12/5 – PRESENTATIONS 1; Classroom meeting, review of final documents



GENERAL RESOURCES



WEEKLY OVERVIEW


SYLLABUS

Week 1 – Introductions and literacy narrative

Because students may or may not know one another and because in this kind of module, they will be working closely together, it is useful to spend the first day with ice-breaking activities, particularly those related to the subject of the module, that is, reading, writing, and thinking.  For example:  students could write a self-introduction to the class about their writing experiences or attitudes toward writing.  It is also recommended that students write a “diagnostic essay,” not only for the instructor to gauge writing fluencies but to acquire information about students that may be valuable in helping them during the term.

Sample Diagnostic:

PURPOSE:  To help ensure a good experience in this class, it would be helpful for me to know something about how you write and how you learn, particularly in school.  Thus, this assignment has a dual objective:  it will give me a sense of you as a writer and, while this First-Year Writing class will be different from modules you have taken in high school, it could serve to help me understand what, for you, constitutes a positive learning environment.

ASSIGNMENT: Think about the best class you have taken during the last two years (or when you were last in school). What specifically made this class such a positive experience for you? Describe the class in as much detail as needed to give me a clear sense of it. For example, you might want to discuss content or subject matter, class activities, class atmosphere, evaluation procedures, what the teacher was like—anything you think was important in making this module a positive experience for you. Then, on the basis of this experience, describe what kind of class would be your ideal learning experience and why.

AUDIENCE:  Your instructor.

LENGTH:  2 pages, double-spaced.

These should be collected and read, but not corrected or graded.  Emphasize to students that these short essays serve to get students writing (in a low stakes situation) and provide useful information for the instructor.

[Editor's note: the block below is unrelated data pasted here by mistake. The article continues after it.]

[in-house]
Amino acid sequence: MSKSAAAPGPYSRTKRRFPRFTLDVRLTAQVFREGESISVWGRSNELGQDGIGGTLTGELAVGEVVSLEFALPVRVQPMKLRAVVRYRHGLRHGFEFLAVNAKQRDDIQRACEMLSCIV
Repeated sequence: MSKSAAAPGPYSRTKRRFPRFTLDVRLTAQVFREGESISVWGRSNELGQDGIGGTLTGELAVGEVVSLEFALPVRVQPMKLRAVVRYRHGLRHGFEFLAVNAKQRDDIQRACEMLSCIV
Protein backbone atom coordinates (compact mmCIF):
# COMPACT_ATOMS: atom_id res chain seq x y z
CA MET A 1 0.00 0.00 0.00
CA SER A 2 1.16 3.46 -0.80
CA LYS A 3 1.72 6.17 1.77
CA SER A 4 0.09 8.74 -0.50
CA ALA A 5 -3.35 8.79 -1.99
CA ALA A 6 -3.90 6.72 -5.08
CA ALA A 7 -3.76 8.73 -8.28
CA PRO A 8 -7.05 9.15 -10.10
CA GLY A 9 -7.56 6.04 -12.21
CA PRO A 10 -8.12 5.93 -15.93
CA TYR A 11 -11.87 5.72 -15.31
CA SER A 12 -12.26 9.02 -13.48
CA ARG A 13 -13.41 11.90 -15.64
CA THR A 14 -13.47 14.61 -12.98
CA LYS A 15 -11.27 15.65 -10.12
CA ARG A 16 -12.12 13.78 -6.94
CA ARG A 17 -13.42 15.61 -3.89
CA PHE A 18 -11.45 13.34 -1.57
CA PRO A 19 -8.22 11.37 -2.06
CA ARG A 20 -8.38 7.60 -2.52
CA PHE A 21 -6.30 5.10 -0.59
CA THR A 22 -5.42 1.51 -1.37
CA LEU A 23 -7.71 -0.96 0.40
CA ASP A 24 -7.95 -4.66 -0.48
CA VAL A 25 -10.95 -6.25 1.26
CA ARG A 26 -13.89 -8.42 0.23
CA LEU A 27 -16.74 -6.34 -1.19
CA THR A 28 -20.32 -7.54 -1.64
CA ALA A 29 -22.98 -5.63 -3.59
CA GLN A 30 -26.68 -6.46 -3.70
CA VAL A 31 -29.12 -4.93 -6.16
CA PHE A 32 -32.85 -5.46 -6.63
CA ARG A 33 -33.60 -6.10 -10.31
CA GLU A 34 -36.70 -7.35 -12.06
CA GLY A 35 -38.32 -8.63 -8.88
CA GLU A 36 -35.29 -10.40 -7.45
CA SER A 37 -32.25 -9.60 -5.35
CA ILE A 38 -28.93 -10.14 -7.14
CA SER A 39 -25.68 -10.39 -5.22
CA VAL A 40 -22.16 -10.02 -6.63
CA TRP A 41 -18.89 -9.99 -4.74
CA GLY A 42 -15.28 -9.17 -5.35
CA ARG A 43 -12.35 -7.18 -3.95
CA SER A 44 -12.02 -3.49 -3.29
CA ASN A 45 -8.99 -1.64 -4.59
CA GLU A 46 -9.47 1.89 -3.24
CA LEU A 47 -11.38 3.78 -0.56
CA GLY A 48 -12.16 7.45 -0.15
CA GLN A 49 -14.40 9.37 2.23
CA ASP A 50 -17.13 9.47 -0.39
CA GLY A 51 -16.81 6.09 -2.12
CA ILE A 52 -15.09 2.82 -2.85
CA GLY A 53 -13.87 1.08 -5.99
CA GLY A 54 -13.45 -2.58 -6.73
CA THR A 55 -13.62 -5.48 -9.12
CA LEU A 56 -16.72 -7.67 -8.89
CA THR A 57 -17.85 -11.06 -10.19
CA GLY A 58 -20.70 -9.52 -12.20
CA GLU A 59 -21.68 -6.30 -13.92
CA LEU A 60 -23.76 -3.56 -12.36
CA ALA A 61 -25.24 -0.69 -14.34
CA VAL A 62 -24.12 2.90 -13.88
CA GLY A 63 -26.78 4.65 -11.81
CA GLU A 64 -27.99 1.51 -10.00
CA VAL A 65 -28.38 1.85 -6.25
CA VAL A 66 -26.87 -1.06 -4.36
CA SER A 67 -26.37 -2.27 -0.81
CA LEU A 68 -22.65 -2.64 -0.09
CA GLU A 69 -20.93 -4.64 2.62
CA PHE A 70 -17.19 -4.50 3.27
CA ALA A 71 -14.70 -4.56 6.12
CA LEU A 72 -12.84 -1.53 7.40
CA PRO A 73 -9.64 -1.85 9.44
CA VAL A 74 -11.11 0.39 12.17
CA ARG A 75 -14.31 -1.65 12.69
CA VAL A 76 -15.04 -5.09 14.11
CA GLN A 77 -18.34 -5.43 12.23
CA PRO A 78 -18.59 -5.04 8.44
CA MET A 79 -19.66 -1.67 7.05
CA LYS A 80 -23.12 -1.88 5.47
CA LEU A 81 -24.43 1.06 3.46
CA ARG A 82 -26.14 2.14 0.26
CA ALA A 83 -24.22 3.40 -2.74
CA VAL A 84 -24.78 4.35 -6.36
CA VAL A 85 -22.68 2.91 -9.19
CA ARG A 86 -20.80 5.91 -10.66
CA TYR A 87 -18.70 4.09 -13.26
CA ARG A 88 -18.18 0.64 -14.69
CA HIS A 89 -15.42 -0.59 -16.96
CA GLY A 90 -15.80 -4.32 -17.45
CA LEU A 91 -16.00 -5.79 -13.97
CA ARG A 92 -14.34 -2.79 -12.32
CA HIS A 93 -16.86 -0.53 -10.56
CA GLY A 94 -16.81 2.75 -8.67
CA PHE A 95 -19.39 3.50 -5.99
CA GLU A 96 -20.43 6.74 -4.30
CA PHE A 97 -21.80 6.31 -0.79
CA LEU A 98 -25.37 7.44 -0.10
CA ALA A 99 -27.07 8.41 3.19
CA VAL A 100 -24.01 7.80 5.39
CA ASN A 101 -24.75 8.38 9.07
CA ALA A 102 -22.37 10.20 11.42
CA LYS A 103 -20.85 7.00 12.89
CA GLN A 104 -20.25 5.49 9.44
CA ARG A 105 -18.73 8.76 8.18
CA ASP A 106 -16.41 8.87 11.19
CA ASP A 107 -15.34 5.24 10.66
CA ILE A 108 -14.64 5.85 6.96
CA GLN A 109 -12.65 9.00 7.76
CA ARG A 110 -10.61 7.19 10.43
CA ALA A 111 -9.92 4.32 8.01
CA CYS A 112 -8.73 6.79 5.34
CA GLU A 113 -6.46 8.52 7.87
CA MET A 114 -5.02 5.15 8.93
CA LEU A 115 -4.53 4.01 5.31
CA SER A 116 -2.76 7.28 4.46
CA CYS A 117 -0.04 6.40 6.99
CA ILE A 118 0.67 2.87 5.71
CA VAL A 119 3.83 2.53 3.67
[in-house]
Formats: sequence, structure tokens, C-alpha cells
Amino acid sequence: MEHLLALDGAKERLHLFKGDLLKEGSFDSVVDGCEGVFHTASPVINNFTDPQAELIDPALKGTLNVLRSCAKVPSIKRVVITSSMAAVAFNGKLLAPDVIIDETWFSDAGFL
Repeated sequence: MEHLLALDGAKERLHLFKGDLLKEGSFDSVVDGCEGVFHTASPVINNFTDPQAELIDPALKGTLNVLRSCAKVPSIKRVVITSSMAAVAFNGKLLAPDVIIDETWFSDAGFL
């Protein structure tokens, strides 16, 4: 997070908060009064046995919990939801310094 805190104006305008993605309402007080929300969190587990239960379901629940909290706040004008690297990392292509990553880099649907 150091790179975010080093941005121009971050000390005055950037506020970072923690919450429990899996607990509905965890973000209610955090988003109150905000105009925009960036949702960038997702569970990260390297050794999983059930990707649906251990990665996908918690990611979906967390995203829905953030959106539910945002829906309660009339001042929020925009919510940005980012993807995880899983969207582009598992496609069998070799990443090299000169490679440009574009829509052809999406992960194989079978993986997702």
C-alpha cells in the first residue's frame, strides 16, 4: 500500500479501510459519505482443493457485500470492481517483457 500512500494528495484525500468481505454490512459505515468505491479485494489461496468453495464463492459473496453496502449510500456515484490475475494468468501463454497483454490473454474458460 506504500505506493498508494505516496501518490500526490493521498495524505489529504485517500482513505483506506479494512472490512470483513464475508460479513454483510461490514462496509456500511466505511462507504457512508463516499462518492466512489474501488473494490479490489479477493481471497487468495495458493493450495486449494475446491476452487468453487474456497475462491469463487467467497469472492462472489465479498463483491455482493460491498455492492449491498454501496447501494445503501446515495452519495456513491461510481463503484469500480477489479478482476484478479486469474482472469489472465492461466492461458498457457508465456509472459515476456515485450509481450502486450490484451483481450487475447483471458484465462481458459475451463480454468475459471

Reading and reading journals.  Each formal written assignment can be accompanied by reading assignments to which students should respond.  In their responses, students  should briefly summarize the reading (and they may ongoing need help with this);  then they should write a paragraph or two on what they think, feel, believe and know about the ideas in the reading.  Later in the semester, when students are more confident and experienced, students should, in addition, comment on the style of the reading, or how the writers get their ideas across.  This week, the instructor should provide a sample response for a particular reading so students know is expected.  Reading responses do not need extensive comments from the instructor, although the first set may benefit from comments to ensure that students are on the right track.  Since these should be low stakes responses, grading is not necessary, although students should be given completion credit.

Provide students with their first assignment (and readings):

LITERACY EVENT ASSIGNMENT

OBJECTIVES:  First, this assignment is designed to give you an opportunity to work on narrative writing.  Second, it should serve as a catalyst to a reflective investigation into your background as a reader and writer.  Third, it will help me and others interested in teaching learn about the kinds of events you experienced that you believe had an impact on the kind of literate person you are today.

READING AND CONTEXT:  Malcolm X’s “Homemade Education”; Helen Keller’s “A Word for Everything,” Maxine Hong Kingston’s “The Language of Silence” [Note to instructor:  feel free to supply other short essays of your choice that provide ideas and samples of writers reflecting on their own language acquisition.]  For this assignment, consider a literacy event as any event that loosely involves reading or writing—not necessarily in school.  This may be the learning of new and meaningful vocabulary, the writing of a story or essay, a particular reading experience, reading or writing interactions with parents, friends, teachers, or other students.

ASSIGNMENT:  Write a 3-4 page essay in which you describe a literacy event or experience— positive or negative—from your past.  The event can come from your experience in school or in the world outside; it may be something you experienced in your early life, or it can be something you’ve encountered recently.  Use the readings as models, particularly for vividness of description and manner of reflection.

FORM:  The essay should have two parts: narrative and reflection.

Narrative:  A narrative is a story.  Because this is an assignment that must explain the event to others–me, your classmates (immediate audience), and teachers and other adults (ultimate audience), you will need to narrate the experience as fully and as richly as possible.  Your essay should be filled with concrete and specific details.  Furthermore, “literacy events” do not take place in a void; they are always part of some larger experience.  Pay attention to the larger experience.  Include, as appropriate, descriptions of the particulars of the experience:  setting, characters (people involved), dialogue, background, and drama.